The CramerShoup StrongRSA signature scheme revisited
 In proceedings of PKC ’03, LNCS series
, 2003
"... marc.fischlin @ sit.fraunhofer.de ..."
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On the fly authentication and signature schemes based on groups of unknown order
 Journal of Cryptology
"... Abstract. In response to the current need for fast, secure and cheap publickey cryptography, we propose an interactive zeroknowledge identification scheme and a derived signature scheme that combine provable security based on the problem of computing discrete logarithms in any group, short keys, ..."
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Cited by 21 (1 self)
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Abstract. In response to the current need for fast, secure and cheap publickey cryptography, we propose an interactive zeroknowledge identification scheme and a derived signature scheme that combine provable security based on the problem of computing discrete logarithms in any group, short keys, very short transmission and minimal online computation. This leads to both efficient and secure applications well suited to implementation on low cost smart cards. We introduce GPS, a Schnorrlike scheme that does not require knowledge of the order of the group nor of the group element. As a consequence, it can be used with most cryptographic group structures, including those of unknown order. Furthermore, the computation of the prover’s response is done over the integers, hence can be done with very limited computational capabilities. This paper provides complete security proofs of the identification scheme. From a practical point of view, the possible range of parameters is discussed and a report on the performances of an actual implementation on a cheap smart card is included: a complete and secure authentication can be performed in less than 20 milliseconds with low cost equipment. Key words. Identification scheme, Digital signature, Discrete logarithm problem, Minimal online computation, Low cost smart cards.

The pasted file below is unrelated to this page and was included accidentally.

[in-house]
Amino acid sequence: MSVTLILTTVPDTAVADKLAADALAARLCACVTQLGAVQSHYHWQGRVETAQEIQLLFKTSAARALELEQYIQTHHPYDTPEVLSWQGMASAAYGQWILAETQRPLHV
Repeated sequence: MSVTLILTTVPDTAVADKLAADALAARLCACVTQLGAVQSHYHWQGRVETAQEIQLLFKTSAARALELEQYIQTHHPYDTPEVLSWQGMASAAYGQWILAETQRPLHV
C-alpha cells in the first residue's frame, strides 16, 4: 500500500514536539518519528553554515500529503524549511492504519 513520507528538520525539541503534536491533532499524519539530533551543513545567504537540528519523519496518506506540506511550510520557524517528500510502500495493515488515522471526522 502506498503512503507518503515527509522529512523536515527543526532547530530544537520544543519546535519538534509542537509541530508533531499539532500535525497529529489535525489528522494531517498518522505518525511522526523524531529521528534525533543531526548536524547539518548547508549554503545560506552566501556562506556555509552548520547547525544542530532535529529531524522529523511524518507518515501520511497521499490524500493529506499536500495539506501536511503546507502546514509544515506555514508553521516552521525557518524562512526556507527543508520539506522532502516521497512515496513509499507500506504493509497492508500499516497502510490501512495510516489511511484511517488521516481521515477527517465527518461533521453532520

Multitrapdoor commitments and their applications to proofs of knowledge secure under concurrent maninthemiddle attacks (Extended Abstract)
 IN CRYPTO
, 2004
"... We introduce the notion of multitrapdoor commitments which is a stronger form of trapdoor commitment schemes. We then construct two very efficient instantiations of multitrapdoor commitment schemes, one based on the Strong RSA Assumption and the other on the Strong DiffieHellman Assumption. The ..."
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Cited by 18 (2 self)
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We introduce the notion of multitrapdoor commitments which is a stronger form of trapdoor commitment schemes. We then construct two very efficient instantiations of multitrapdoor commitment schemes, one based on the Strong RSA Assumption and the other on the Strong DiffieHellman Assumption. The main application of our new notion is the construction of a compiler that takes any proof of knowledge and transforms it into one which is secure against a concurrent maninthemiddle attack (in the common reference string model). When using our specific implementations, this compiler is very efficient (requires no more than four exponentiations) and maintains the round complexity of the original proof of knowledge. The main practical applications of our results are concurrently secure identification protocols. For these applications our results are the first simple and efficient solutions based on the Strong RSA or DiffieHellman Assumption.